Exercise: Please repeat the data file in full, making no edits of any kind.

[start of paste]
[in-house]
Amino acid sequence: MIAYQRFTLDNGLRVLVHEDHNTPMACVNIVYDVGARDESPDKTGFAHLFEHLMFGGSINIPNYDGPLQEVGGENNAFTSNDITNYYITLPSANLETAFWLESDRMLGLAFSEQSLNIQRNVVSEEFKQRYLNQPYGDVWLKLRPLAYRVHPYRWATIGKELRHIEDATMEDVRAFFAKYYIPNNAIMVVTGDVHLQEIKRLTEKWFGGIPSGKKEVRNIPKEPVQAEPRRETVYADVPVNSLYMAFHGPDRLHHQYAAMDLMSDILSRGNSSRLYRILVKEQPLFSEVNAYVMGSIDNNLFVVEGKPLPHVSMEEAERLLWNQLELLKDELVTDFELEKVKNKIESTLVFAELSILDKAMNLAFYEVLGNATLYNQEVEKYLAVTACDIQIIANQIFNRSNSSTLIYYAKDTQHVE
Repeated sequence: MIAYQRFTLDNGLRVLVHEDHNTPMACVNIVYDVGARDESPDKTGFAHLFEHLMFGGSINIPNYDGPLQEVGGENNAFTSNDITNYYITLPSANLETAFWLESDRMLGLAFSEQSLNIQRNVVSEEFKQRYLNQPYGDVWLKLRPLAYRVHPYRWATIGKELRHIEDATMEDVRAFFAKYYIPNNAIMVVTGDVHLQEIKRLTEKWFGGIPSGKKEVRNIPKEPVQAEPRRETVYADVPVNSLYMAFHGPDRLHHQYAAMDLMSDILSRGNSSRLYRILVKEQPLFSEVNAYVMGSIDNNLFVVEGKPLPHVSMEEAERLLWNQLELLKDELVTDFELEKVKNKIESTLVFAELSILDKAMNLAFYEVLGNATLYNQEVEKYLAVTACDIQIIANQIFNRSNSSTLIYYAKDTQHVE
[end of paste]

[in-house]
Amino acid sequence: MIAYQRFTLDNGLRVLVHEDHNTPMACVNIVYDVGARDESPDKTGFAHLFEHLMFGGSINIPNYDGPLQEVGGENNAFTSNDITNYYITLPSANLETAFWLESDRMLGLAFSEQSLNIQRNVVSEEFKQRYLNQPYGDVWLKLRPLAYRVHPYRWATIGKELRHIEDATMEDVRAFFAKYYIPNNAIMVVTGDVHLQEIKRLTEKWFGGIPSGKKEVRNIPKEPVQAEPRRETVYADVPVNSLYMAFHGPDRLHHQYAAMDLMSDILSRGNSSRLYRILVKEQPLFSEVNAYVMGSIDNNLFVVEGKPLPHVSMEEAERLLWNQLELLKDELVTDFELEKVKNKIESTLVFAELSILDKAMNLAFYEVLGNATLYNQEVEKYLAVTACDIQIIANQIFNRSNSSTLIYYAKDTQHVE
Repeated sequence: MIAYQRFTLDNGLRVLVHEDHNTPMACVNIVYDVGARDESPDKTGFAHLFEHLMFGGSINIPNYDGPLQEVGGENNAFTSNDITNYYITLPSANLETAFWLESDRMLGLAFSEQSLNIQRNVVSEEFKQRYLNQPYGDVWLKLRPLAYRVHPYRWATIGKELRHIEDATMEDVRAFFAKYYIPNNAIMVVTGDVHLQEIKRLTEKWFGGIPSGKKEVRNIPKEPVQAEPRRETVYADVPVNSLYMAFHGPDRLHHQYAAMDLMSDILSRGNSSRLYRILVKEQPLFSEVNAYVMGSIDNNLFVVEGKPLPHVSMEEAERLLWNQLELLKDELVTDFELEKVKNKIESTLVFAELSILDKAMNLAFYEVLGNATLYNQEVEKYLAVTACDIQIIANQIFNRSNSSTLIYYAKDTQHVE